Although non-coding RNAs comprise a majority of the human transcriptome, there remain critical gaps in our knowledge of the role of these molecules in most human pathologies, including HIV/AIDS. Here, we propose to decipher the mechanisms of non-coding RNAs, and their associated ribonucleoprotein complexes, in regulating HIV-1 infection of primary macrophages, particularly after exposure to Methamphetamine (METH). These studies will build on a powerful set of preliminary data that implicate several short and long non-coding RNAs in the regulation of HIV and response to METH. We propose to integrate several state-of-the-art post-genome technologies and newly developed experimental methodologies, including next generation sequencing and nanoparticle delivery systems, to provide important insights into the activity of these molecules in both promoting and restricting HIV replication. These analyses are designed to comprehensively identify non-coding RNAs that regulate these processes in primary human macrophages, and experimentally delineate their cellular or viral targets. Taken together, these studies will provide significant knowledge towards the molecular and cellular mechanisms underlying RNA-based host-pathogen interactions and antiviral functions.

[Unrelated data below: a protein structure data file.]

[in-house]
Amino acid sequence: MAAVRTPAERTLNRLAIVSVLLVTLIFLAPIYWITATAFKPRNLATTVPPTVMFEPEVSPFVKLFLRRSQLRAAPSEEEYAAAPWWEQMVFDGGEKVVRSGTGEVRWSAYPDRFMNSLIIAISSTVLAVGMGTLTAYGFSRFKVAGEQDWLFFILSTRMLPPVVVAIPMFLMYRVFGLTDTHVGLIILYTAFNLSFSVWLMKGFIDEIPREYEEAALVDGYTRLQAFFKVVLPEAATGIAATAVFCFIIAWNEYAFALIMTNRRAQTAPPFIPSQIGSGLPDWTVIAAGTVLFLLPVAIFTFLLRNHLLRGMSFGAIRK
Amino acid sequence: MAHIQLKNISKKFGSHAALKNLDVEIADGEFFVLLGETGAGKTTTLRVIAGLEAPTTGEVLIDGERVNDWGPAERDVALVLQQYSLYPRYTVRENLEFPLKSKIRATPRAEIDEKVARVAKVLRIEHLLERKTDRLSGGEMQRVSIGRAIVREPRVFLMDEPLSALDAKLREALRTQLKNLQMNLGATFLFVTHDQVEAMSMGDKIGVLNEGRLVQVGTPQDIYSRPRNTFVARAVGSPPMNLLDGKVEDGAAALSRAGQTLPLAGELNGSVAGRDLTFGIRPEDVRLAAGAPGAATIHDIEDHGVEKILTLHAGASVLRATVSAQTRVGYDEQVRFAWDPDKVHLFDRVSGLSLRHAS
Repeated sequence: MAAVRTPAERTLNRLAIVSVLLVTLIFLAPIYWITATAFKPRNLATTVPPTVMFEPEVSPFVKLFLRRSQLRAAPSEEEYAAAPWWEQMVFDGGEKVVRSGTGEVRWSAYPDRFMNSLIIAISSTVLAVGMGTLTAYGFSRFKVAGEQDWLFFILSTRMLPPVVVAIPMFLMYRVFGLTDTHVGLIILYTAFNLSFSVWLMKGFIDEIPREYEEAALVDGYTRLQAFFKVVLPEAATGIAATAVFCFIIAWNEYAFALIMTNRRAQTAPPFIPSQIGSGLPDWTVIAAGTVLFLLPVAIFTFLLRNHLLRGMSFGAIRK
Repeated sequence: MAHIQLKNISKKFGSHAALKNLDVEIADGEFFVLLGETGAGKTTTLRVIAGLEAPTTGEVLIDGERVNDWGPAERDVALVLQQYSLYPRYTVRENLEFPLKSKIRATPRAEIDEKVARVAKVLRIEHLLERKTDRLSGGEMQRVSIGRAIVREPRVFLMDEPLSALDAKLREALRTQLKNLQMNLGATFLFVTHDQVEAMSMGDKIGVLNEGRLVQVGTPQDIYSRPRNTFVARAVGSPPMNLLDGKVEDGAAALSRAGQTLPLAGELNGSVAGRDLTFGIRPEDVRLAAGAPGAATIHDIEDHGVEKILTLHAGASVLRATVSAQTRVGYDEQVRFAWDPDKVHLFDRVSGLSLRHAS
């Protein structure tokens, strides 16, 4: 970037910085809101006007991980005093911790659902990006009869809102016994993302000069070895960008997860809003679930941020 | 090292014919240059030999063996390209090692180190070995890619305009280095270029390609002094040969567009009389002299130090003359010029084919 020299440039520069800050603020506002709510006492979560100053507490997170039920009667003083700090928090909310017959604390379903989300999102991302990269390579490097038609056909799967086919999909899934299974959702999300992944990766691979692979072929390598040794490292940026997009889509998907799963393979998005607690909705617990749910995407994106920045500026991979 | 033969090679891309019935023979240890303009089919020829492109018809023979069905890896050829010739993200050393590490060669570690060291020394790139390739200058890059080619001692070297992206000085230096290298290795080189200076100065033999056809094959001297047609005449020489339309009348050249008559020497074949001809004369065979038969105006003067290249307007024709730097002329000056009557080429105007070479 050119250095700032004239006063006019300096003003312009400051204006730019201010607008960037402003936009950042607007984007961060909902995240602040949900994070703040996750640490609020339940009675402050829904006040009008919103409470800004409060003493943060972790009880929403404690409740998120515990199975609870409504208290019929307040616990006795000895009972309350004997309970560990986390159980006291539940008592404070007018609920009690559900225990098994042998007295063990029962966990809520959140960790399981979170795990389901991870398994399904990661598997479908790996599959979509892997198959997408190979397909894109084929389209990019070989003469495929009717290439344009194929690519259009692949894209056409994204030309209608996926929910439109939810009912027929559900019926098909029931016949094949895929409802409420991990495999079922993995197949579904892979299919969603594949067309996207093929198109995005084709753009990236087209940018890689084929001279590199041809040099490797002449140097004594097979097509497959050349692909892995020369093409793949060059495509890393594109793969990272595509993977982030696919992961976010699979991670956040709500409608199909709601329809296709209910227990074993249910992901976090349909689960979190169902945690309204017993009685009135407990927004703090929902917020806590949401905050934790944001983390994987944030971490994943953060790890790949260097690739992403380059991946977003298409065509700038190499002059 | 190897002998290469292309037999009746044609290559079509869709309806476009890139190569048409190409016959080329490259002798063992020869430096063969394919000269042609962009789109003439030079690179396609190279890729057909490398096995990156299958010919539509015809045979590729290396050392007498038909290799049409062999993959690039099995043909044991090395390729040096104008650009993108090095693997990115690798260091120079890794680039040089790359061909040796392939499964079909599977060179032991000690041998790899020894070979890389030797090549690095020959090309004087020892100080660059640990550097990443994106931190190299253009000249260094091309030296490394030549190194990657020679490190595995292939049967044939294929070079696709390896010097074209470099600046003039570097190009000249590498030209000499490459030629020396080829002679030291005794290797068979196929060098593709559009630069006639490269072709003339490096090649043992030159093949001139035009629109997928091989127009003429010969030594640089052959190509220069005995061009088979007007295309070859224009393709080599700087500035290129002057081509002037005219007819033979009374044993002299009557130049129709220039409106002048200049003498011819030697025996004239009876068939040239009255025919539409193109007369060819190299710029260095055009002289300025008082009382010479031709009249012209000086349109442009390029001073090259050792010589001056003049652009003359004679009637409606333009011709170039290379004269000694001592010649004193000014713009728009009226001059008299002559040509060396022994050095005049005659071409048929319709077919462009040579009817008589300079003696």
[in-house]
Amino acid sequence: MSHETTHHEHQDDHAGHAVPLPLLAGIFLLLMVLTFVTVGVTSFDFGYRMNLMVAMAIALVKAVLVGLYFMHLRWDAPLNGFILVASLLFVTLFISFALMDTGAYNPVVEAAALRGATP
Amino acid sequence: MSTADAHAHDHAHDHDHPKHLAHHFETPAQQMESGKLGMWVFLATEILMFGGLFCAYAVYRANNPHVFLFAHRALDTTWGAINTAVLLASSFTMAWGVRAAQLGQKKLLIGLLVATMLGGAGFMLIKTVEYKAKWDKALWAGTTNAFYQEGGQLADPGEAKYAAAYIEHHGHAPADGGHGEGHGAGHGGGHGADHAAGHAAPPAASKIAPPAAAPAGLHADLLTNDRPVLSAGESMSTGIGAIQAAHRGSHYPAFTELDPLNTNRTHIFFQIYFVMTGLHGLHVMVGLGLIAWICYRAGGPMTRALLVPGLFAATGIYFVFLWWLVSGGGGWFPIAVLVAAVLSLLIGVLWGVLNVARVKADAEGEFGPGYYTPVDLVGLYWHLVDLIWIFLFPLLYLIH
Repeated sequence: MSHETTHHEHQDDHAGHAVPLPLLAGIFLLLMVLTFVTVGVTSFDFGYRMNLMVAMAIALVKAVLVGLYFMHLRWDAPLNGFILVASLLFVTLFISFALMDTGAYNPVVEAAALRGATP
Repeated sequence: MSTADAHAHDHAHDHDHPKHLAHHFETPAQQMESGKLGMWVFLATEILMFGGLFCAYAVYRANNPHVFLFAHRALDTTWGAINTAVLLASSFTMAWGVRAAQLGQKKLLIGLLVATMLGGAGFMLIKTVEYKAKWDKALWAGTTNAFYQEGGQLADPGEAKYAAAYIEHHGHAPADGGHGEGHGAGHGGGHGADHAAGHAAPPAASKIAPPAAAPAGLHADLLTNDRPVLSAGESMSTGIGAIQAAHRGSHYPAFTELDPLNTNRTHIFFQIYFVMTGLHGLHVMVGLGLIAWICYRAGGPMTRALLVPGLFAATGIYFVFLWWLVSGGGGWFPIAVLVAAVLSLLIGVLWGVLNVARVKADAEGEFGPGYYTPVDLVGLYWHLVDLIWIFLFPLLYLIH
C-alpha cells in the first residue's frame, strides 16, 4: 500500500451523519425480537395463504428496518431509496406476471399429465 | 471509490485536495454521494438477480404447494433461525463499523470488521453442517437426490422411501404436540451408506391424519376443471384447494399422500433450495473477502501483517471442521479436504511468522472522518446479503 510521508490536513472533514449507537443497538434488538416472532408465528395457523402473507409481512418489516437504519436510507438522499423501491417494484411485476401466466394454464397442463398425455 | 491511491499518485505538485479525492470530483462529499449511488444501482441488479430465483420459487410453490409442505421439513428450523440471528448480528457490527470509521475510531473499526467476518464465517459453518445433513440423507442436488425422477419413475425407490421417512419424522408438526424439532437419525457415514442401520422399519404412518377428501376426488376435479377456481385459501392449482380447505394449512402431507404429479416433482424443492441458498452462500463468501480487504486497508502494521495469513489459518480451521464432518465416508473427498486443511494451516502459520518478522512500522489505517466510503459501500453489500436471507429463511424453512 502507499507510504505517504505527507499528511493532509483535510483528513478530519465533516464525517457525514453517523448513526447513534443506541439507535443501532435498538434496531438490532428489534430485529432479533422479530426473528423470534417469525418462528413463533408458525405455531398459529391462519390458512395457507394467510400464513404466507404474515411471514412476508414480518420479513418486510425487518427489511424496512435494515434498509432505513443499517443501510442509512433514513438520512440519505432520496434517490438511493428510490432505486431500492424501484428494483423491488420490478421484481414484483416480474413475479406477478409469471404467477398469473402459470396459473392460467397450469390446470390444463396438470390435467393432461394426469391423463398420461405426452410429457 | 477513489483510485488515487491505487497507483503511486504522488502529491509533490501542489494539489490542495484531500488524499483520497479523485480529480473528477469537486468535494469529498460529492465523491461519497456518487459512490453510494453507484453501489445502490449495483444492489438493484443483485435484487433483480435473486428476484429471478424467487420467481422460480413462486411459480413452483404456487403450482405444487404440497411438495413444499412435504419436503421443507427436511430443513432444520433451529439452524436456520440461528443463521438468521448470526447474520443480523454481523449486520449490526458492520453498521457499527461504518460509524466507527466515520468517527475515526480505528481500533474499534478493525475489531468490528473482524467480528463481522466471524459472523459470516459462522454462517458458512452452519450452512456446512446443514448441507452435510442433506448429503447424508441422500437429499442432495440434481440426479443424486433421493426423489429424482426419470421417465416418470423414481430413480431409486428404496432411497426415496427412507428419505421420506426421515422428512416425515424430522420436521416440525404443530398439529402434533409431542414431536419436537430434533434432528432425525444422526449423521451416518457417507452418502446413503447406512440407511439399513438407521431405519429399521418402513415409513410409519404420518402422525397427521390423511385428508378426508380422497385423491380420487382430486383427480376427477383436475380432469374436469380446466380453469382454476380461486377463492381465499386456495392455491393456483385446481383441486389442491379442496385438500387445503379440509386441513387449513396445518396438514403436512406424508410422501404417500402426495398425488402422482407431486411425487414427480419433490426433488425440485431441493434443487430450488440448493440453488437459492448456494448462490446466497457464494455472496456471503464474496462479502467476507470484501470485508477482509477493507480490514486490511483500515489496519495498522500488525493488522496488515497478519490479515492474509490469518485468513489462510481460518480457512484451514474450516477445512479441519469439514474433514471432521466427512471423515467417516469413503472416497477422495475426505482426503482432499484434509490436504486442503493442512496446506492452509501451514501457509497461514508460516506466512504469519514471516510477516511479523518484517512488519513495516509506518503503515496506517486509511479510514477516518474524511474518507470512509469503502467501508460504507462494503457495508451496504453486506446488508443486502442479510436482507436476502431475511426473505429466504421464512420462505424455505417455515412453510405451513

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PROJECT NARRATIVE A significant proportion of the genes contained in the human genome do not encode proteins, and thus are termed 'non-coding RNAs'. Their role in a number of human physiological processes, including in infectious disease, are beginning to be appreciated. In this application, we are proposing to elucidate the role of non-coding RNAs in HIV infection, particularly in the context of Methamphetamine abuse. These studies will enable a more comprehensive understanding of the molecular basis for viral pathogenesis, and provide novel therapeutic opportunities for the treatment of HIV/AIDS.

National Institute of Health (NIH)
National Institute on Drug Abuse (NIDA)
Research Project (R01)
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Special Emphasis Panel (ZDA1-SXC-E (14))
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Caulder, Mark
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Sanford-Burnham Medical Research Institute
La Jolla
United States
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